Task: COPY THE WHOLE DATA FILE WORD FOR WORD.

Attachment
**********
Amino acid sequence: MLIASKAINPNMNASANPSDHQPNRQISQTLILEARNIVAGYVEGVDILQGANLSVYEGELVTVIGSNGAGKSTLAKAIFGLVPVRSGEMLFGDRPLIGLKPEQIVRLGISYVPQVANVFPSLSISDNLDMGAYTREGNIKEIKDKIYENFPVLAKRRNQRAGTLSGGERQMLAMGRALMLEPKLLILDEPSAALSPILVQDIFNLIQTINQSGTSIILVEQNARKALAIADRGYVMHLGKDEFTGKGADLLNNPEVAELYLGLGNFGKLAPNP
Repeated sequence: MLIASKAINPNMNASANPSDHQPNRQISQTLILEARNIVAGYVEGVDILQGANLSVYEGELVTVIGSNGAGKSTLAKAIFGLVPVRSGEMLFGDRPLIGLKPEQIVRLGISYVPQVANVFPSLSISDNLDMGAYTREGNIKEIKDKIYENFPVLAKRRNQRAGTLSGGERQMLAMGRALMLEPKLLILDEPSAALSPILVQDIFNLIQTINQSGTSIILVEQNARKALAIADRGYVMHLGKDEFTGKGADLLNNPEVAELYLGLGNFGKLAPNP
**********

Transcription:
Amino acid sequence: MLIASKAINPNMNASANPSDHQPNRQISQTLILEARNIVAGYVEGVDILQGANLSVYEGELVTVIGSNGAGKSTLAKAIFGLVPVRSGEMLFGDRPLIGLKPEQIVRLGISYVPQVANVFPSLSISDNLDMGAYTREGNIKEIKDKIYENFPVLAKRRNQRAGTLSGGERQMLAMGRALMLEPKLLILDEPSAALSPILVQDIFNLIQTINQSGTSIILVEQNARKALAIADRGYVMHLGKDEFTGKGADLLNNPEVAELYLGLGNFGKLAPNP
Repeated sequence: MLIASKAINPNMNASANPSDHQPNRQISQTLILEARNIVAGYVEGVDILQGANLSVYEGELVTVIGSNGAGKSTLAKAIFGLVPVRSGEMLFGDRPLIGLKPEQIVRLGISYVPQVANVFPSLSISDNLDMGAYTREGNIKEIKDKIYENFPVLAKRRNQRAGTLSGGERQMLAMGRALMLEPKLLILDEPSAALSPILVQDIFNLIQTINQSGTSIILVEQNARKALAIADRGYVMHLGKDEFTGKGADLLNNPEVAELYLGLGNFGKLAPNP